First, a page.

During the town's heyday it was subjected to a major, brutal Apache raid. It seems that the area was once part of land designated by the government to be part of the Apache reservation. Then, silver was discovered there by a pair of wandering prospectors, Charlie McMillen and Theodore Harris, March 6, 1876. It wasn't long after that the government decided to "resurvey" the reservation, low and behold the government determined that the land containing the rich silver strike wasn't part of the reservation afterall... hmmm mighty suspicious, (seems typical of government activity but that thought is for another post and probably not appropriate here...okay Laura, step away from that soapbox!) anyway, it's a small wonder the Apaches were angry.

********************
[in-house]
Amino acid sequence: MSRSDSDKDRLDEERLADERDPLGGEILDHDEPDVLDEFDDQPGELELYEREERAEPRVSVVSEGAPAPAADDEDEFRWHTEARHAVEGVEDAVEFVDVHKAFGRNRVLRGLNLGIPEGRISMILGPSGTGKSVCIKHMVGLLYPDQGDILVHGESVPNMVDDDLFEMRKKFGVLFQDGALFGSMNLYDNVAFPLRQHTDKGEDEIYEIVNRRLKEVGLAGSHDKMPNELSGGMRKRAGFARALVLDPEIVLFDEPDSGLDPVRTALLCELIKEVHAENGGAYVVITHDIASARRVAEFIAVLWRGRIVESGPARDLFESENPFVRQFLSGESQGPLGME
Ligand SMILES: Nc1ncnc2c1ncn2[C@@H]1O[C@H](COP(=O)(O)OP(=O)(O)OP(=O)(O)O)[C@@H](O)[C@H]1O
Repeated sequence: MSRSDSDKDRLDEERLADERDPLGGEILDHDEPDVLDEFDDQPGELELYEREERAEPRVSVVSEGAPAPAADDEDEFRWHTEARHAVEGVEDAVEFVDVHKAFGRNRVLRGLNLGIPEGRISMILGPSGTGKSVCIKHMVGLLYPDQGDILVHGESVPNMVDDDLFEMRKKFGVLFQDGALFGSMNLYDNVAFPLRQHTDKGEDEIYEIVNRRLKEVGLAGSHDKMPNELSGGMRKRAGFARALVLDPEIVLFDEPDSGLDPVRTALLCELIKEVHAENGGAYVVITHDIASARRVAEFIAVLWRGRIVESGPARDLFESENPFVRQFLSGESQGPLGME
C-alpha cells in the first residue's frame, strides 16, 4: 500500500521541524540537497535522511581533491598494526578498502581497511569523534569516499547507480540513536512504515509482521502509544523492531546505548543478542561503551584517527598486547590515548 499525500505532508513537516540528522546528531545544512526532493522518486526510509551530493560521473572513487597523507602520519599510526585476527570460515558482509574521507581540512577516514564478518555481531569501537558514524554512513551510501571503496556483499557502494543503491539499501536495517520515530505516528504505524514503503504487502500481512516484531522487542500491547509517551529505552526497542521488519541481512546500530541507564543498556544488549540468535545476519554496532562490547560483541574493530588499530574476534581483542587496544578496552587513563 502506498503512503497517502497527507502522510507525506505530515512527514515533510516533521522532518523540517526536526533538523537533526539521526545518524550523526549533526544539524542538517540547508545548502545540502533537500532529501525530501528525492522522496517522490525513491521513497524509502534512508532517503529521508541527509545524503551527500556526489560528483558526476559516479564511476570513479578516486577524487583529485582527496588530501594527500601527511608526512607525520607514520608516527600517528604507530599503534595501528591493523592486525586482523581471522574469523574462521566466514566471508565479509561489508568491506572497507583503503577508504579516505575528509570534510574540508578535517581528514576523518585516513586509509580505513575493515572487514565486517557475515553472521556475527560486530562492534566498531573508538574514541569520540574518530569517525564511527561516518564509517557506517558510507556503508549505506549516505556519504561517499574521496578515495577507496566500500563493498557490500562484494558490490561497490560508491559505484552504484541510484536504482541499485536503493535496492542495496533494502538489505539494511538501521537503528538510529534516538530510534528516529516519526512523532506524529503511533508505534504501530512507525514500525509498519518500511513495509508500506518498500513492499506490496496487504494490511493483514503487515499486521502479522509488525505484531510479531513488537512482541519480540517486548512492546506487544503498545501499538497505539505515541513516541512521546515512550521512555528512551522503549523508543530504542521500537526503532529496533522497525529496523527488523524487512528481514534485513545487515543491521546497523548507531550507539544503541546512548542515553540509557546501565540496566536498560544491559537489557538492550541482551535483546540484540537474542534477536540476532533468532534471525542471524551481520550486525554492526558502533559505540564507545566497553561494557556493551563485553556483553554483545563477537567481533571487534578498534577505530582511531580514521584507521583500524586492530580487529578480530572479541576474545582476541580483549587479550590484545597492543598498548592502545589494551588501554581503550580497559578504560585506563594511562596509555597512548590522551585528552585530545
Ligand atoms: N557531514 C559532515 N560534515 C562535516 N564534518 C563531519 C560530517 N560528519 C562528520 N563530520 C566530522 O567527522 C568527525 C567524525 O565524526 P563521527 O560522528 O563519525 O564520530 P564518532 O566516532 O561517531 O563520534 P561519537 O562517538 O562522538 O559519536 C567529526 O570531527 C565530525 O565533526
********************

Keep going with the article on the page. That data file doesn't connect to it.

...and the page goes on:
In Nell Murbarger's wonderful book, "Ghosts Of The Adobe Walls", Nell describes the town as she found it back in 1950. There were still adobe ruins of old miner's cabins present but even then, not much remained of the town. The original main mine, the Stonewall Jackson is now located on private property, the rest of what remains is on Tonto National Forest land.
We found outlines of old buildings, some Indian ruins along with the old tin cans that can usually be found at this kind of site. We even found a shard of Indian pottery laying near an eroded wash.
Although little remains of the ghost town of McMillenville, we stood amid the ruins with Nell Murbarger's words echoing in our ears, " I left the old town of McMillen to its gray adobe ruins, its small gray lizards....and the gray ghosts of its departed dreams."
barely the outline of an old adobe cabin
after McMillenville we checked out FR 584, oops the road ends here